Finis: CEDIA Expo 2019

The old Blue Bear kept trying to break in but was forever doomed to be on the outside looking in. But the rest of us were more successful, and for three days last week the Denver Convention Center was full of all sorts of goodies needed by custom installers. Yes, many of us buy and review those products directly, but it isn't for nothing that CEDIA stands for the Custom Electronics Design and Installation Association.

Compared to the big January CES in Lost Wages NV (which used to stand for the Consumer Electronics show but is now ordained to be spoken and written only as CES because, well, it's not only consumer electronics anymore), CEDIA EXPO is a more relaxed affair. CES draws more than 150,000 attendees; CEDIA brings in about 20,000.

CEDIA is no longer just an audio/video/home theater show. The march of technology means that powered drapes, automation, and home security are just as important for custom installers, if not more so. They're less likely to receive an emergency call from an angry customers to come over immediately to fix their projector that just went out in the middle of a movie or The Big Game (with 15 friends on hand to watch). A malfunctioning "theme lighting" keypad can wait until tomorrow.

While the show floor is the heart of the show, the event also offers dozens of seminars (typically at extra cost) organized either by CEDIA itself or by specific manufacturers. These provides important training to experienced installers, those wanting to learn more, or others wanting to get into the business.

The show will be in Denver again in 2020; it moves around every two years or so. I've been to CEDIAs in Denver, Dallas, San Diego, New Orleans, Atlanta, and Indianapolis. It's trade only (not open to the public), but as with CES (also a trade-only show) visitors can sometimes wrangle a registration from their friendly neighborhood dealer.

Some of the classic exhibitors that helped build CEDIA are now gone, missing, or choose to reserve far smaller spaces than in the past. In earlier years, for example, Runco (projectors) and Stewart Filmscreen took up huge chunks of real estate on the show floor. Runco is now gone as a brand. Stewart Filmscreen still makes some of the best screens in the business, but its high prices have spawned a bevy of competitors.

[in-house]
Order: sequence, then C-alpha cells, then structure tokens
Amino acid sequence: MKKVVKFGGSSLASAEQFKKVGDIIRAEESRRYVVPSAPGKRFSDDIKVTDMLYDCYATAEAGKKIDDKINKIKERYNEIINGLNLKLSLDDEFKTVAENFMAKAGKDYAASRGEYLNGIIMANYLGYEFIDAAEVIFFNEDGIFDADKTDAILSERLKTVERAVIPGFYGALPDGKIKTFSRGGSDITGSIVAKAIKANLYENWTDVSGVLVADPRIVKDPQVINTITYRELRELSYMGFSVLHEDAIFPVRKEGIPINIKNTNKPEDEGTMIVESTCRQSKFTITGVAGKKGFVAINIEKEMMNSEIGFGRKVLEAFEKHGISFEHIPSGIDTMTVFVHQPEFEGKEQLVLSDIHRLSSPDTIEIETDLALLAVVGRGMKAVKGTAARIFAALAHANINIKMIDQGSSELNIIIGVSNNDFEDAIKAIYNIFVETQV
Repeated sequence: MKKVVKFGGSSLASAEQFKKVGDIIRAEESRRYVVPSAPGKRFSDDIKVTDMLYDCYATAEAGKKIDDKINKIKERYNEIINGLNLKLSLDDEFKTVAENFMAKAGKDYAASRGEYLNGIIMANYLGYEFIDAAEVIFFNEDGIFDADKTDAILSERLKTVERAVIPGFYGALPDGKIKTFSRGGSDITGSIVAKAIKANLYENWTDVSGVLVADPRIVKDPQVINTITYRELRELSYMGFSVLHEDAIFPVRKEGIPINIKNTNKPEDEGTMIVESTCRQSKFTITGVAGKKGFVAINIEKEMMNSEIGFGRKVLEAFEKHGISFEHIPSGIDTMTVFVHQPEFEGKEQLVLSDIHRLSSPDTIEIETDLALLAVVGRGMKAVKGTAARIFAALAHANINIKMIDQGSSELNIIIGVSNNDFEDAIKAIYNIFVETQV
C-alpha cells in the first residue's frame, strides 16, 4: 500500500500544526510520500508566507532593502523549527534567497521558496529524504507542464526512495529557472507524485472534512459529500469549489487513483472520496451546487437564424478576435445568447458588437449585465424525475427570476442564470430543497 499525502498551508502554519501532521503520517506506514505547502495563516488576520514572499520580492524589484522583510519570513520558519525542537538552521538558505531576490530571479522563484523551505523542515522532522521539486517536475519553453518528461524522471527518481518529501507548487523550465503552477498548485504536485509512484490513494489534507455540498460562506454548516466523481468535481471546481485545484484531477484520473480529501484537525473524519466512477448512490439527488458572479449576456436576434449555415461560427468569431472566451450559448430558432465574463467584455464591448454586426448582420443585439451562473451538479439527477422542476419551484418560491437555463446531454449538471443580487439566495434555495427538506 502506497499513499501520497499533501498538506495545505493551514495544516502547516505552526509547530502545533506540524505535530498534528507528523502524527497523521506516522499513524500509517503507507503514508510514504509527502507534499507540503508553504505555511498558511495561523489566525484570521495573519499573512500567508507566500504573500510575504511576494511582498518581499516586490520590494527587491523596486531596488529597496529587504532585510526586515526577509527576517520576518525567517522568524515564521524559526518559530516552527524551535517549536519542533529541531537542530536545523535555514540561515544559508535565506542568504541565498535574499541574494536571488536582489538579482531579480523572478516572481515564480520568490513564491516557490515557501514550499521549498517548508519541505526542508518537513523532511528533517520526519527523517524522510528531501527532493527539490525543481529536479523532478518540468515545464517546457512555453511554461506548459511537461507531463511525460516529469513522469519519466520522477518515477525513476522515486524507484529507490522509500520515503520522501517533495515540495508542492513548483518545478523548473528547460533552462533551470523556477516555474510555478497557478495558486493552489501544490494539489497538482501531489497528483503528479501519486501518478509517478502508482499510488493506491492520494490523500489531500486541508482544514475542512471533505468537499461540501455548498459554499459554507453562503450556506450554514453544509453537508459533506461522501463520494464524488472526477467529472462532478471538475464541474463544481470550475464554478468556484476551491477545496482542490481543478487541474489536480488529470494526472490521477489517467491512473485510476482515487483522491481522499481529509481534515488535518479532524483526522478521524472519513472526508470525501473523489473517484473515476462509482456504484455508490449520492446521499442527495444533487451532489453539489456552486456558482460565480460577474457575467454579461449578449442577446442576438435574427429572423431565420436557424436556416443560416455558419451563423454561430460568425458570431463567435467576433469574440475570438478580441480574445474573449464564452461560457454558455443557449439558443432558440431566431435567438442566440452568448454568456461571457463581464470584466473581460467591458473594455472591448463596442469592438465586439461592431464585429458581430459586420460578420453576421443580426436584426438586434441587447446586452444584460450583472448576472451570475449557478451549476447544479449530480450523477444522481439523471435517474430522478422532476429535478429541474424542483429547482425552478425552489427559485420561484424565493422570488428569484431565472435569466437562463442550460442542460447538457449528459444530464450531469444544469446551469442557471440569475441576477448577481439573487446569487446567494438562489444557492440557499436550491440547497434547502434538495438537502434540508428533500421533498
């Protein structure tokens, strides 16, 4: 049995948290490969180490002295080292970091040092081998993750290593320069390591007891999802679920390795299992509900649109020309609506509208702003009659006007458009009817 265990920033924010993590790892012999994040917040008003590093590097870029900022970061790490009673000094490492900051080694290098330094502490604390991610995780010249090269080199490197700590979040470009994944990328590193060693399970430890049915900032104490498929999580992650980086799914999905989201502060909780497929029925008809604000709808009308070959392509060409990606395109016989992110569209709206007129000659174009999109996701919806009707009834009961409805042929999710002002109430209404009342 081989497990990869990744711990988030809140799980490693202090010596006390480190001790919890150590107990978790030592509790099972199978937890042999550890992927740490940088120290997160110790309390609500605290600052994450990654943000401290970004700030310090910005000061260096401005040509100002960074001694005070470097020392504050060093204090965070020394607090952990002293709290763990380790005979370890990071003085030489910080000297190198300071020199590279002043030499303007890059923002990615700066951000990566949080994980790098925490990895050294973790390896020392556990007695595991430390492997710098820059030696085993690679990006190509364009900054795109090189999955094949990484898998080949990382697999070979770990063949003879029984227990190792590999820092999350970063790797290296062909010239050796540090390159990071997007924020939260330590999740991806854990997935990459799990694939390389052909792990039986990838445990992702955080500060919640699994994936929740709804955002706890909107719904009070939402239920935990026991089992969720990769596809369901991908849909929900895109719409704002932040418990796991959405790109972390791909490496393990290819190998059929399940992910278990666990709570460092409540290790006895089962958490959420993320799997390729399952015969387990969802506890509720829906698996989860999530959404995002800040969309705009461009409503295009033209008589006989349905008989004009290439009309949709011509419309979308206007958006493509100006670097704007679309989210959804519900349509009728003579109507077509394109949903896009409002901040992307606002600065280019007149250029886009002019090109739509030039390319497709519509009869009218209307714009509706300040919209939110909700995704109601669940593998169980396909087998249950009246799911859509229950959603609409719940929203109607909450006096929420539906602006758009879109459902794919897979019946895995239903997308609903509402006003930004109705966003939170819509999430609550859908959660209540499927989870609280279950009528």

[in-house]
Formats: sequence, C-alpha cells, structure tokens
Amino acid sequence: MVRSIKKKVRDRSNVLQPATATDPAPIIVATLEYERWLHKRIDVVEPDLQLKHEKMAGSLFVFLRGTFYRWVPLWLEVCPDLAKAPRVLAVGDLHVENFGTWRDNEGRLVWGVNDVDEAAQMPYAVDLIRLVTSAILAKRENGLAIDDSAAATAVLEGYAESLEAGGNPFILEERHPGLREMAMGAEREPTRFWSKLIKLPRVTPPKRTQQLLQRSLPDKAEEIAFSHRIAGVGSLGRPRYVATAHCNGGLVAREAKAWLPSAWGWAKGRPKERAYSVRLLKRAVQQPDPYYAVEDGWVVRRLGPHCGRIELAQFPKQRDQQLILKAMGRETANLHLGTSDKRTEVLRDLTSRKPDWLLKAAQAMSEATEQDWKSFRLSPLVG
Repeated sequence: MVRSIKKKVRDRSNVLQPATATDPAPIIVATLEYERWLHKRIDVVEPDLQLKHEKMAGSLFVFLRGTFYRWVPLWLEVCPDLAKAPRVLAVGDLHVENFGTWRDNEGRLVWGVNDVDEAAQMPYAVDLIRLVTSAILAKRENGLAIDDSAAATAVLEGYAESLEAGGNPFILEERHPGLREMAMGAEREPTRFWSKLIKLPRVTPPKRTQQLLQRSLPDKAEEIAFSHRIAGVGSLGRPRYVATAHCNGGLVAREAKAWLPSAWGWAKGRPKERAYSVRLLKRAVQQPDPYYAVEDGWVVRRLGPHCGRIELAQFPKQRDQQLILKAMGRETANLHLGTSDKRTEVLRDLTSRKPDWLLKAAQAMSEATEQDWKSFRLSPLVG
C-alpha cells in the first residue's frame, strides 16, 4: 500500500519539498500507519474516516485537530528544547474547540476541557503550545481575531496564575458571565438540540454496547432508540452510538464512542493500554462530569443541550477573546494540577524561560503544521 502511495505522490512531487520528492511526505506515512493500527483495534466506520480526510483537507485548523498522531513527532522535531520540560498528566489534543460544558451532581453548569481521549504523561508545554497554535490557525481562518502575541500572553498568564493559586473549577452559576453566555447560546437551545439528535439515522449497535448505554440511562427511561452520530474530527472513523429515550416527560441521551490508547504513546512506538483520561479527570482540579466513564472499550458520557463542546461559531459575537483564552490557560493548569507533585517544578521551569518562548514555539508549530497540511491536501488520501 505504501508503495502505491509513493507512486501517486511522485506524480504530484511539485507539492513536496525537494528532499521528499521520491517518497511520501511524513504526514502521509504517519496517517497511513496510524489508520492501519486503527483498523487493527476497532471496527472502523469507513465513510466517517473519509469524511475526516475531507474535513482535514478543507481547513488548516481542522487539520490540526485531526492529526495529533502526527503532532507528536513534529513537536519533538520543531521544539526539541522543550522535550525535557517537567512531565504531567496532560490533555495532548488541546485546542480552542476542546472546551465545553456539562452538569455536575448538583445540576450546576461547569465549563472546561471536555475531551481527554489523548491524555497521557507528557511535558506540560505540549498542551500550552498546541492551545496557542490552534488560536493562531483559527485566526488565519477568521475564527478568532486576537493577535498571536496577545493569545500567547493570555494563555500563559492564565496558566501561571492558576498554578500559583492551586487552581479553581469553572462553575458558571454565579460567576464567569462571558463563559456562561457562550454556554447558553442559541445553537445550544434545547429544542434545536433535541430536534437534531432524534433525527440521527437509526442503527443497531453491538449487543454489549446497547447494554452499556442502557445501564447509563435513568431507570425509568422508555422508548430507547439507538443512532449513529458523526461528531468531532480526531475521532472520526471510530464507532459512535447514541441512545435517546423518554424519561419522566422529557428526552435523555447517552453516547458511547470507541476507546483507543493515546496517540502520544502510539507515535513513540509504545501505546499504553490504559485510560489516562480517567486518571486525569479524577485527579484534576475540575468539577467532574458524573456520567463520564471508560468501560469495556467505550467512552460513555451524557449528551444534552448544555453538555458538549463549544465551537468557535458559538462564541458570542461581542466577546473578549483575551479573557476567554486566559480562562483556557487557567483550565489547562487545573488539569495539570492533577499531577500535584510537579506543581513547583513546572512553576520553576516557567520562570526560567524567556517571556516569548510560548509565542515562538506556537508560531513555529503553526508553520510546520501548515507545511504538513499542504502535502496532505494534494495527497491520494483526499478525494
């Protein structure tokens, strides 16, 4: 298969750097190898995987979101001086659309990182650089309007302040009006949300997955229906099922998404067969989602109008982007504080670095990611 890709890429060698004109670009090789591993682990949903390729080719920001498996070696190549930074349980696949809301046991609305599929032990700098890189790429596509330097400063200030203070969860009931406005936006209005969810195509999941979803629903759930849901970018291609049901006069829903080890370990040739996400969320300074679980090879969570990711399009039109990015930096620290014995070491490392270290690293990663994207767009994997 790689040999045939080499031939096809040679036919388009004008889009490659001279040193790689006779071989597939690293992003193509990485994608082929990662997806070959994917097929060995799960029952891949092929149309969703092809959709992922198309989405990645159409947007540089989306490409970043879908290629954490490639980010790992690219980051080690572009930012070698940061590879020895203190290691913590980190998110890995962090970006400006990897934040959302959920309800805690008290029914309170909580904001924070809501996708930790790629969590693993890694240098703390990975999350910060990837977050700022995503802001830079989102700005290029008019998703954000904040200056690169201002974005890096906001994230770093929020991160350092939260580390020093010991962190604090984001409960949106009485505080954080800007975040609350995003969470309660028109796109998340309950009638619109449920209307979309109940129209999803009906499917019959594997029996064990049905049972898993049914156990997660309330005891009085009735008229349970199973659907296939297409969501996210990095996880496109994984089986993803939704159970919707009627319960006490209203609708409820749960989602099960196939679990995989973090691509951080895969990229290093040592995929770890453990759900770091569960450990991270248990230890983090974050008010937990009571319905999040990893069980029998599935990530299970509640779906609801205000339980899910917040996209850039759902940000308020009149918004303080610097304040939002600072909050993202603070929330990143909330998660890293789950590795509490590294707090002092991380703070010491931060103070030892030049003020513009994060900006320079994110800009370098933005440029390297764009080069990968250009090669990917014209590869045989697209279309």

Despite the fact that audio and video companies no longer dominate the show, their presence is still a major draw. While you'll occasionally find companies at the show dedicated primarily to two-channel audio (one open booth trumpeted electronics from D'Agostino, based in and made in the US) and Vivid Audio loudspeakers (from South Africa). MBL (from Germany) is decidedly two-channel and takes a sound room every year.

But most audio vendors at CEDIA have feet in both the two-channel and home theater camps. There are always a dozen or so CEDIA-provided sound rooms (at extra cost, of course!), where notable audio demonstrations were held, usually working in conjunction with video display vendors. I didn't catch them all (I missed the Trinnov room; later reports said it was impressive but the lines there were far too long!), but Paradigm (with a JVC projector+Screen Innovations) Martin Logan (JVC projector+Screen Innovations), Starke Sound (+Sony flat screen), GoldenEar (+flat screen), and Audio Excellence (with Wolf Cinema+Seymour Screen Excellence) all gave superb demos, some with excellent video as well.

SIM2 offered a knockout video demonstration reported on in our individual show reports, but kept the sound subdued (though competent) to concentrate attention on its impressive video innovations.